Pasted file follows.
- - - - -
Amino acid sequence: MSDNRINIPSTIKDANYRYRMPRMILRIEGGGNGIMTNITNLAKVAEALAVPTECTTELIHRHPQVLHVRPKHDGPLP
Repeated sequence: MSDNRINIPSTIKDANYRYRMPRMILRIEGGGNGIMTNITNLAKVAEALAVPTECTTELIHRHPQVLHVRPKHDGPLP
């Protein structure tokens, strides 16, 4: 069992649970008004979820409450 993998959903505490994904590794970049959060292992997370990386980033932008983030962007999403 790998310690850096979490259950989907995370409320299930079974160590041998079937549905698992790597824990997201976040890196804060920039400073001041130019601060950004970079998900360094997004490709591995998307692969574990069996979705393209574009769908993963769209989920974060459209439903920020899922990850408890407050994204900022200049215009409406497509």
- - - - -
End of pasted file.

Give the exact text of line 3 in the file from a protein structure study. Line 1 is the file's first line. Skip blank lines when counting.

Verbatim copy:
């Protein structure tokens, strides 16, 4: 069992649970008004979820409450 993998959903505490994904590794970049959060292992997370990386980033932008983030962007999403 790998310690850096979490259950989907995370409320299930079974160590041998079937549905698992790597824990997201976040890196804060920039400073001041130019601060950004970079998900360094997004490709591995998307692969574990069996979705393209574009769908993963769209989920974060459209439903920020899922990850408890407050994204900022200049215009409406497509």